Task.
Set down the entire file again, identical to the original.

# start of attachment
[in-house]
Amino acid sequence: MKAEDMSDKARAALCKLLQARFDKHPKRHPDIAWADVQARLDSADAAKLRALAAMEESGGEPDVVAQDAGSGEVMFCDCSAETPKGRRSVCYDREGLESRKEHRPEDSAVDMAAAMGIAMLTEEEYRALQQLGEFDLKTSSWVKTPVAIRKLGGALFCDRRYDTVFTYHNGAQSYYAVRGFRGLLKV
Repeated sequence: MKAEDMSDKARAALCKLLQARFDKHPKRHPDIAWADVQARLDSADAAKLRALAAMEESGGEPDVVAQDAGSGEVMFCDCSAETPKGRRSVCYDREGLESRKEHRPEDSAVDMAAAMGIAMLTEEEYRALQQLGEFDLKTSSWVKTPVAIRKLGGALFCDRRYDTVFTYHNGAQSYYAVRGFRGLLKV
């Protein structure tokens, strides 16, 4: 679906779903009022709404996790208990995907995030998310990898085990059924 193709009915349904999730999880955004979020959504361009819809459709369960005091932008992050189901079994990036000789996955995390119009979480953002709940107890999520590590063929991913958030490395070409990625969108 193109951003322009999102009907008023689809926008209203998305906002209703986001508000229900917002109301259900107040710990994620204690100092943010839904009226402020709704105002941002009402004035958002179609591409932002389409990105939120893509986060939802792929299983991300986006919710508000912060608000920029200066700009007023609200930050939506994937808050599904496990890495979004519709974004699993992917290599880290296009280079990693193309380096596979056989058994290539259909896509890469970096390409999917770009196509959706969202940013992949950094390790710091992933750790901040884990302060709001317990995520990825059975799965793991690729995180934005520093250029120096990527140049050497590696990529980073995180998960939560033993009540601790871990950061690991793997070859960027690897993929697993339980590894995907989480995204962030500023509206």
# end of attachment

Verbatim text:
[in-house]
Amino acid sequence: MKAEDMSDKARAALCKLLQARFDKHPKRHPDIAWADVQARLDSADAAKLRALAAMEESGGEPDVVAQDAGSGEVMFCDCSAETPKGRRSVCYDREGLESRKEHRPEDSAVDMAAAMGIAMLTEEEYRALQQLGEFDLKTSSWVKTPVAIRKLGGALFCDRRYDTVFTYHNGAQSYYAVRGFRGLLKV
Repeated sequence: MKAEDMSDKARAALCKLLQARFDKHPKRHPDIAWADVQARLDSADAAKLRALAAMEESGGEPDVVAQDAGSGEVMFCDCSAETPKGRRSVCYDREGLESRKEHRPEDSAVDMAAAMGIAMLTEEEYRALQQLGEFDLKTSSWVKTPVAIRKLGGALFCDRRYDTVFTYHNGAQSYYAVRGFRGLLKV
């Protein structure tokens, strides 16, 4: 679906779903009022709404996790208990995907995030998310990898085990059924 193709009915349904999730999880955004979020959504361009819809459709369960005091932008992050189901079994990036000789996955995390119009979480953002709940107890999520590590063929991913958030490395070409990625969108 193109951003322009999102009907008023689809926008209203998305906002209703986001508000229900917002109301259900107040710990994620204690100092943010839904009226402020709704105002941002009402004035958002179609591409932002389409990105939120893509986060939802792929299983991300986006919710508000912060608000920029200066700009007023609200930050939506994937808050599904496990890495979004519709974004699993992917290599880290296009280079990693193309380096596979056989058994290539259909896509890469970096390409999917770009196509959706969202940013992949950094390790710091992933750790901040884990302060709001317990995520990825059975799965793991690729995180934005520093250029120096990527140049050497590696990529980073995180998960939560033993009540601790871990950061690991793997070859960027690897993929697993339980590894995907989480995204962030500023509206």